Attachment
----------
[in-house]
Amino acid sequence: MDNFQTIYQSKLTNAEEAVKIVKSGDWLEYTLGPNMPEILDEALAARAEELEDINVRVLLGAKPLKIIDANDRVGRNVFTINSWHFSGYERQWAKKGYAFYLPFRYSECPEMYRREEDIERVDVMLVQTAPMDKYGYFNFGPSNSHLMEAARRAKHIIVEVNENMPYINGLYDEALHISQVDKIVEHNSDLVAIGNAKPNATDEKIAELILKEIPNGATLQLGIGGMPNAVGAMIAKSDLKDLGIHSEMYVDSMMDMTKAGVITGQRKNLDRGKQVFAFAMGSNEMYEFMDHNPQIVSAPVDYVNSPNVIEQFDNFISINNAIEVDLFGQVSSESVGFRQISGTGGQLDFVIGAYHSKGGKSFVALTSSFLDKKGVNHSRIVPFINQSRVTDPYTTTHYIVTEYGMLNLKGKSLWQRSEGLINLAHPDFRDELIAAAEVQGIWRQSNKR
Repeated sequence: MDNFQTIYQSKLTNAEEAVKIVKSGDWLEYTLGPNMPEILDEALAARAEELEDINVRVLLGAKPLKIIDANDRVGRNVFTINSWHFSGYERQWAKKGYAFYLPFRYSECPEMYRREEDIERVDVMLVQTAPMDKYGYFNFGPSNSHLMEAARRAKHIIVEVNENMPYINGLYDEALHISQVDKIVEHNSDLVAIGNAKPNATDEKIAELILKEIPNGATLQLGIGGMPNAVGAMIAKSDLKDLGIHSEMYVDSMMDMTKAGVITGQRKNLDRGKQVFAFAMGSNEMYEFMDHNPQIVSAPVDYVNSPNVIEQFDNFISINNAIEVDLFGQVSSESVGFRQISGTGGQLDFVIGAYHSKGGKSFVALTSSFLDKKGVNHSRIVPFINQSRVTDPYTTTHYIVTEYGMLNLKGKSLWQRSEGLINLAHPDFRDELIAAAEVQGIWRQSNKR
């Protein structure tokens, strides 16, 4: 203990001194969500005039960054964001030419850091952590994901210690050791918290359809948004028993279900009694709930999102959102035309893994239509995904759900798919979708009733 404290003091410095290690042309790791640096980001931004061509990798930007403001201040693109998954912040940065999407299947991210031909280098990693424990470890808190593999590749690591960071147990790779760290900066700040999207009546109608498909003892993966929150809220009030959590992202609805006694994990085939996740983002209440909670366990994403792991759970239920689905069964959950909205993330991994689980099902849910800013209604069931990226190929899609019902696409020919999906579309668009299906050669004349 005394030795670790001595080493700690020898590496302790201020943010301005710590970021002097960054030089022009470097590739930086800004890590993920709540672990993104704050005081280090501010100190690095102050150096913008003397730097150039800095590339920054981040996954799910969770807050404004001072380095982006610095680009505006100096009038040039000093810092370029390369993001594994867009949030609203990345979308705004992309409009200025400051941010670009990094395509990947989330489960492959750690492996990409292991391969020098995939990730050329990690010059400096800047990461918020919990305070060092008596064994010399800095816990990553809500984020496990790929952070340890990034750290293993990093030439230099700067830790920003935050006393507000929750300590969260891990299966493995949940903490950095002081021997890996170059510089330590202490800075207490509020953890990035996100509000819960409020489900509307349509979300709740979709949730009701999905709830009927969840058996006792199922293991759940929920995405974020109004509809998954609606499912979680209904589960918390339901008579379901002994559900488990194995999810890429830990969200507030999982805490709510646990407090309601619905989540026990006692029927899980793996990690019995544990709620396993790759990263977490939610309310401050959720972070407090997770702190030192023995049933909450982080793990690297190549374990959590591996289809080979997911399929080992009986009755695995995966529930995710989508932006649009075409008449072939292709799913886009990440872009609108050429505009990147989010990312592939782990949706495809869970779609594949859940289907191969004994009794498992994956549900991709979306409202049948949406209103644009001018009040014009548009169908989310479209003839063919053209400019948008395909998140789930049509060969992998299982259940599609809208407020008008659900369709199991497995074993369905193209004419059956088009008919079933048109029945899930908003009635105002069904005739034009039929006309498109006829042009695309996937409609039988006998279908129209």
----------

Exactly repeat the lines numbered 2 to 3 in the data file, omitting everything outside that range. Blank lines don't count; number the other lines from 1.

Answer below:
Amino acid sequence: MDNFQTIYQSKLTNAEEAVKIVKSGDWLEYTLGPNMPEILDEALAARAEELEDINVRVLLGAKPLKIIDANDRVGRNVFTINSWHFSGYERQWAKKGYAFYLPFRYSECPEMYRREEDIERVDVMLVQTAPMDKYGYFNFGPSNSHLMEAARRAKHIIVEVNENMPYINGLYDEALHISQVDKIVEHNSDLVAIGNAKPNATDEKIAELILKEIPNGATLQLGIGGMPNAVGAMIAKSDLKDLGIHSEMYVDSMMDMTKAGVITGQRKNLDRGKQVFAFAMGSNEMYEFMDHNPQIVSAPVDYVNSPNVIEQFDNFISINNAIEVDLFGQVSSESVGFRQISGTGGQLDFVIGAYHSKGGKSFVALTSSFLDKKGVNHSRIVPFINQSRVTDPYTTTHYIVTEYGMLNLKGKSLWQRSEGLINLAHPDFRDELIAAAEVQGIWRQSNKR
Repeated sequence: MDNFQTIYQSKLTNAEEAVKIVKSGDWLEYTLGPNMPEILDEALAARAEELEDINVRVLLGAKPLKIIDANDRVGRNVFTINSWHFSGYERQWAKKGYAFYLPFRYSECPEMYRREEDIERVDVMLVQTAPMDKYGYFNFGPSNSHLMEAARRAKHIIVEVNENMPYINGLYDEALHISQVDKIVEHNSDLVAIGNAKPNATDEKIAELILKEIPNGATLQLGIGGMPNAVGAMIAKSDLKDLGIHSEMYVDSMMDMTKAGVITGQRKNLDRGKQVFAFAMGSNEMYEFMDHNPQIVSAPVDYVNSPNVIEQFDNFISINNAIEVDLFGQVSSESVGFRQISGTGGQLDFVIGAYHSKGGKSFVALTSSFLDKKGVNHSRIVPFINQSRVTDPYTTTHYIVTEYGMLNLKGKSLWQRSEGLINLAHPDFRDELIAAAEVQGIWRQSNKR